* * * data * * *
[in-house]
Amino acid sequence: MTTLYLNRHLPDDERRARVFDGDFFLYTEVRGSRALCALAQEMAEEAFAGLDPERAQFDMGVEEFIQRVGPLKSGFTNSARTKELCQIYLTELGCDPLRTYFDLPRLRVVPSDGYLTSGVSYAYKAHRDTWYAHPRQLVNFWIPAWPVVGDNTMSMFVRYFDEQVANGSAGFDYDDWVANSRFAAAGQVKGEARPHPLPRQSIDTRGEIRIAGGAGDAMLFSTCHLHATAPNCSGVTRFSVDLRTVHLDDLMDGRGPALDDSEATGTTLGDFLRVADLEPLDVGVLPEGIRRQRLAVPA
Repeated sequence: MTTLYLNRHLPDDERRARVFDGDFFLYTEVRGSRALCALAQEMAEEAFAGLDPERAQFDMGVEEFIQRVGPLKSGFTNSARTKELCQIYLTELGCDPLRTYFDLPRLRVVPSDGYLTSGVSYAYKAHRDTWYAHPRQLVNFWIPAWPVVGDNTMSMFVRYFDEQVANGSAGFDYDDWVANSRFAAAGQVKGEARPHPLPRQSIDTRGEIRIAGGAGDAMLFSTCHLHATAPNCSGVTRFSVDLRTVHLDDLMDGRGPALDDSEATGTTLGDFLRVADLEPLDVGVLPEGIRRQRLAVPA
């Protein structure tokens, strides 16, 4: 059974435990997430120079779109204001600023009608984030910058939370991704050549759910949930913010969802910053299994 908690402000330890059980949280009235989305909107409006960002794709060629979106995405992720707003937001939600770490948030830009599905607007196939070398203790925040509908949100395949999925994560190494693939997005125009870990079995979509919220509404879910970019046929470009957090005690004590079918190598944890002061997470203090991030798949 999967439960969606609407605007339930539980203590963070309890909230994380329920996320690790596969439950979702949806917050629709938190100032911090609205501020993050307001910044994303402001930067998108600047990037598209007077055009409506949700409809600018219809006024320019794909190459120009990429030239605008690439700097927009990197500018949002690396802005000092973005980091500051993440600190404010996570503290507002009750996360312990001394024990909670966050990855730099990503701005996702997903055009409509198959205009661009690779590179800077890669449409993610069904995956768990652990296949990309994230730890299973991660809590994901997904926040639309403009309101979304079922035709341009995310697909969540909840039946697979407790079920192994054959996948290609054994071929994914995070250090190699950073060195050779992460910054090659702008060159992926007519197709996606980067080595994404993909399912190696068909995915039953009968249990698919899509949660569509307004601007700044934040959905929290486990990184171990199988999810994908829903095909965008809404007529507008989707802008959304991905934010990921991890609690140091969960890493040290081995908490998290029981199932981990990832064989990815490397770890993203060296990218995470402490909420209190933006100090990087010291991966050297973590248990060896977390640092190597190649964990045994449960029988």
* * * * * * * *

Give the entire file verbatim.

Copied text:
[in-house]
Amino acid sequence: MTTLYLNRHLPDDERRARVFDGDFFLYTEVRGSRALCALAQEMAEEAFAGLDPERAQFDMGVEEFIQRVGPLKSGFTNSARTKELCQIYLTELGCDPLRTYFDLPRLRVVPSDGYLTSGVSYAYKAHRDTWYAHPRQLVNFWIPAWPVVGDNTMSMFVRYFDEQVANGSAGFDYDDWVANSRFAAAGQVKGEARPHPLPRQSIDTRGEIRIAGGAGDAMLFSTCHLHATAPNCSGVTRFSVDLRTVHLDDLMDGRGPALDDSEATGTTLGDFLRVADLEPLDVGVLPEGIRRQRLAVPA
Repeated sequence: MTTLYLNRHLPDDERRARVFDGDFFLYTEVRGSRALCALAQEMAEEAFAGLDPERAQFDMGVEEFIQRVGPLKSGFTNSARTKELCQIYLTELGCDPLRTYFDLPRLRVVPSDGYLTSGVSYAYKAHRDTWYAHPRQLVNFWIPAWPVVGDNTMSMFVRYFDEQVANGSAGFDYDDWVANSRFAAAGQVKGEARPHPLPRQSIDTRGEIRIAGGAGDAMLFSTCHLHATAPNCSGVTRFSVDLRTVHLDDLMDGRGPALDDSEATGTTLGDFLRVADLEPLDVGVLPEGIRRQRLAVPA
């Protein structure tokens, strides 16, 4: 059974435990997430120079779109204001600023009608984030910058939370991704050549759910949930913010969802910053299994 908690402000330890059980949280009235989305909107409006960002794709060629979106995405992720707003937001939600770490948030830009599905607007196939070398203790925040509908949100395949999925994560190494693939997005125009870990079995979509919220509404879910970019046929470009957090005690004590079918190598944890002061997470203090991030798949 999967439960969606609407605007339930539980203590963070309890909230994380329920996320690790596969439950979702949806917050629709938190100032911090609205501020993050307001910044994303402001930067998108600047990037598209007077055009409506949700409809600018219809006024320019794909190459120009990429030239605008690439700097927009990197500018949002690396802005000092973005980091500051993440600190404010996570503290507002009750996360312990001394024990909670966050990855730099990503701005996702997903055009409509198959205009661009690779590179800077890669449409993610069904995956768990652990296949990309994230730890299973991660809590994901997904926040639309403009309101979304079922035709341009995310697909969540909840039946697979407790079920192994054959996948290609054994071929994914995070250090190699950073060195050779992460910054090659702008060159992926007519197709996606980067080595994404993909399912190696068909995915039953009968249990698919899509949660569509307004601007700044934040959905929290486990990184171990199988999810994908829903095909965008809404007529507008989707802008959304991905934010990921991890609690140091969960890493040290081995908490998290029981199932981990990832064989990815490397770890993203060296990218995470402490909420209190933006100090990087010291991966050297973590248990060896977390640092190597190649964990045994449960029988």